NINEWEH PROVINCE, Iraq --
Watch out Al-Qaeda, the Marines have just set up shop.
The “Diablos” of Company D, 1st Light Armored Reconnaissance Battalion, 1st Marine Division, accepted responsibility for battle space in the Nineweh province Nov. 10. The Diablos relieved soldiers from the Army’s 3rd Armored Cavalry Regiment.
“(This inter-service teamwork) speaks volumes about the Marine Corps,” said Sergeant 1st Class James L. Price, platoon sergeant, scout platoon, Eagle Troop, 3rd Armored Cavalry Regiment. “Our (changeover) with the Marine Corps is a little smoother than traditional Army battle-space changeovers. The high caliber of the armored cavalry and the elite nature of the Marine Corps, they mesh a little better.”
Price, 42, from Houston, mentioned the advantage the Marines will have because of their organic troop carrier, the Light Armored Vehicle. The LAV has eight wheels, carries a capacity of six riflemen, a three-man crew, and boasts a 25 mm machinegun in the turret.
LAVs can reach out and touch the enemy from a distance, or drive up and drop off Marines for a more in-close-and-personal approach. In short, range and terrain are no obstacles for the LAV.
“They can saturate the area a little better than we can,” concluded Price.
Saturating the area is key to LARs’ mission in their area of the Ninewah Province, located just west of the restive city of Mosul. While the relieved soldiers refocus their efforts on stabilizing Mosul, the Marines’ maintain a presence west. The companies in LAR will become the figurative “anvil” to the soldiers’ “hammer,” by catching any fleeing insurgents.
“We’ll provide a backstop to their operations in Mosul,” said Captain Keith P. Tighe, commanding officer, Company D, 1st LAR.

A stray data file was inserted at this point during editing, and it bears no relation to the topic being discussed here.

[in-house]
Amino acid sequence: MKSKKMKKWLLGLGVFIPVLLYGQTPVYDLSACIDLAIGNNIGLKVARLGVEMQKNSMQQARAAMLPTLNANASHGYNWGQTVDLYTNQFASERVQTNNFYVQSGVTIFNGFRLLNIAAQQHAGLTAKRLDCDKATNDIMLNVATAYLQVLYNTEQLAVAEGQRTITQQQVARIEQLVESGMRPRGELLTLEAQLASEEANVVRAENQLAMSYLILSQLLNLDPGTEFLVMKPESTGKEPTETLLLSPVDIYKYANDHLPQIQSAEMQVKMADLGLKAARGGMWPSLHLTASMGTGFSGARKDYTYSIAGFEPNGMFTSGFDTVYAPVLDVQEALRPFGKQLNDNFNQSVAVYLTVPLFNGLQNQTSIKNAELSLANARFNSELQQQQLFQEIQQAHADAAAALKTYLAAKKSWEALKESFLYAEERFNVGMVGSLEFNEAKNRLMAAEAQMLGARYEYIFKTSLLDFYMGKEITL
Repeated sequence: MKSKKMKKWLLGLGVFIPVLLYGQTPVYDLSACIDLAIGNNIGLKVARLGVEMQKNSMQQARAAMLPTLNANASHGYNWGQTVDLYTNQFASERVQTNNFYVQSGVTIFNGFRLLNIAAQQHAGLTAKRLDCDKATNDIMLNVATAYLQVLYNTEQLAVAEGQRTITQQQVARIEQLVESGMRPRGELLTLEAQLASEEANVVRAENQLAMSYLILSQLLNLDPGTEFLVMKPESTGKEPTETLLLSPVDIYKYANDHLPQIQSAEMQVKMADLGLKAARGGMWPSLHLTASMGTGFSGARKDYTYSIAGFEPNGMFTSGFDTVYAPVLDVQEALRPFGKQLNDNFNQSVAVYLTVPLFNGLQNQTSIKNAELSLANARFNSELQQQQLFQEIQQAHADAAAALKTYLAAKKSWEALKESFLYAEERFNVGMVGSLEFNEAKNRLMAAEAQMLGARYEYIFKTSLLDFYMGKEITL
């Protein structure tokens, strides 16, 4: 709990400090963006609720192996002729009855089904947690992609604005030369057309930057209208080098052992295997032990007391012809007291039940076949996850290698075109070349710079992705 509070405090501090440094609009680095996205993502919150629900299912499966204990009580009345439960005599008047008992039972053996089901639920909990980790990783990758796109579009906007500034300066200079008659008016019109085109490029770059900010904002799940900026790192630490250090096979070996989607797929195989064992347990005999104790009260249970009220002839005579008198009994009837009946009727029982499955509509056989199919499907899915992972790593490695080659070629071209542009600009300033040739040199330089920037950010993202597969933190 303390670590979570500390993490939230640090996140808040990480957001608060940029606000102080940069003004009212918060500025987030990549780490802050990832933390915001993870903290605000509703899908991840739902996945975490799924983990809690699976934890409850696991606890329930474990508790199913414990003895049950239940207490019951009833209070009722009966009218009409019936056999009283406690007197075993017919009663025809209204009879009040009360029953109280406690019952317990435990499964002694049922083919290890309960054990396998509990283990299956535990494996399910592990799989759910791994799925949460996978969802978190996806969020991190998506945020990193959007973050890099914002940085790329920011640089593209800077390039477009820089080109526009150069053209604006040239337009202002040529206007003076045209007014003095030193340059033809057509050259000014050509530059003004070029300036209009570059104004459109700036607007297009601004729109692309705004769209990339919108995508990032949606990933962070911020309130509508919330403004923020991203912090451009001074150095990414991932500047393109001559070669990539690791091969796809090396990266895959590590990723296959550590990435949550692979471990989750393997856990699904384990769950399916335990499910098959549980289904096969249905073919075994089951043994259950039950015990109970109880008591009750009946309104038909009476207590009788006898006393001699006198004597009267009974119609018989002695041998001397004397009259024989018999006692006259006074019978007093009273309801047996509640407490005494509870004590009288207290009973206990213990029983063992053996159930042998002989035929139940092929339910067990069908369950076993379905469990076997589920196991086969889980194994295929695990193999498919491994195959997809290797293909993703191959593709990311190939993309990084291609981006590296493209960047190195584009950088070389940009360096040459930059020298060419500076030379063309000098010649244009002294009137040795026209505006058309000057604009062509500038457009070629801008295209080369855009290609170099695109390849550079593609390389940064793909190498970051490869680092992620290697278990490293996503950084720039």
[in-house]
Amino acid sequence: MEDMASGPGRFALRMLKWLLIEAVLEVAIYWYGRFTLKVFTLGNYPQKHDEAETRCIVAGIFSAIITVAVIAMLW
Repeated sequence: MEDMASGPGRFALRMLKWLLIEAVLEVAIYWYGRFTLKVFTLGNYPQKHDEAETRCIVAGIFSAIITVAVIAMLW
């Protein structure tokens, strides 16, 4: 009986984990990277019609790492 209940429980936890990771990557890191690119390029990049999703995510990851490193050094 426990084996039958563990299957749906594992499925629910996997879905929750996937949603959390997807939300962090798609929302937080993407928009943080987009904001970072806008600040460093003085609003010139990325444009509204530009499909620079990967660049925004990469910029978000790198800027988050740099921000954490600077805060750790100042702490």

Just because they’re the anvil, doesn’t mean they’ll become static. While the Marines remain on the prowl for insurgents fleeing out of the city, they also plan to pursue and prevent any reinforcements from coming into the city.
“My task at the end of the day is to interdict,” said Tighe, “deny them terrain, and prevent their operations.”
Tigh said that “saturation,” or an overwhelming presence, may cause a knee-jerk reaction in insurgent and foreign fighter facilitator organizations.
“Once they know I’m sitting on the terrain, just my presence will disrupt their operations,” said Tighe, 39, Sacramento, Calif. Tigh said that seeing new cammies, new faces, and new vehicles patrolling in new places may cause a stutter step in every day insurgency operations.
To help exploit that stutter step, Tigh and his Marines plan to coordinate not only with the American Army, but the Iraqi Army.
“At any moment of the day, any time you need me, we will support you,” said Col. Fathy Ismail Afdeo, commanding officer, 3rd Battalion, 11 Brigade, 3rd Iraqi Army Division. “We are one family, one unit, I will back you up and you will back us up, our goal is one.”
Mission accomplishment for the Diablos is to enable stabilization of Mosul by maintaining presence in towns, villages and along trade routes used by FFF and insurgents. Marines here said LAR is just the type of unit needed for this task.
“We can cover a lot of ground in a short amount of time, (and) wherever they go we can get to ‘em, we can chase (insurgents) anywhere, regardless of terrain,” said Cpl. Brandon M. Heffner, LAV crewman, Company D, 1st LAR.
Heffner, 22, Redding, Calif., and other Marines with LAR said they were excited to begin combat operations in the Nineweh province. For the Diablos, confidence was not hard to come by.
“We don’t need much support, we have dismount capabilities, weapons capabilities, we can hit ‘em in town, hit ‘em in the fields, it doesn’t matter,” said Heffner. “Eventually they’re going to run out of places to run to.”
The Marines of Company D, 1st LAR, make up one element of the first Marine Air Ground Task Force outside Anbar in Iraq since 2004. They traveled to the Nineweh province to kick off Operation Defeat Al Qaeda in the North II, an operation aimed at stamping out the insurgency just west of the restive city of Mosul.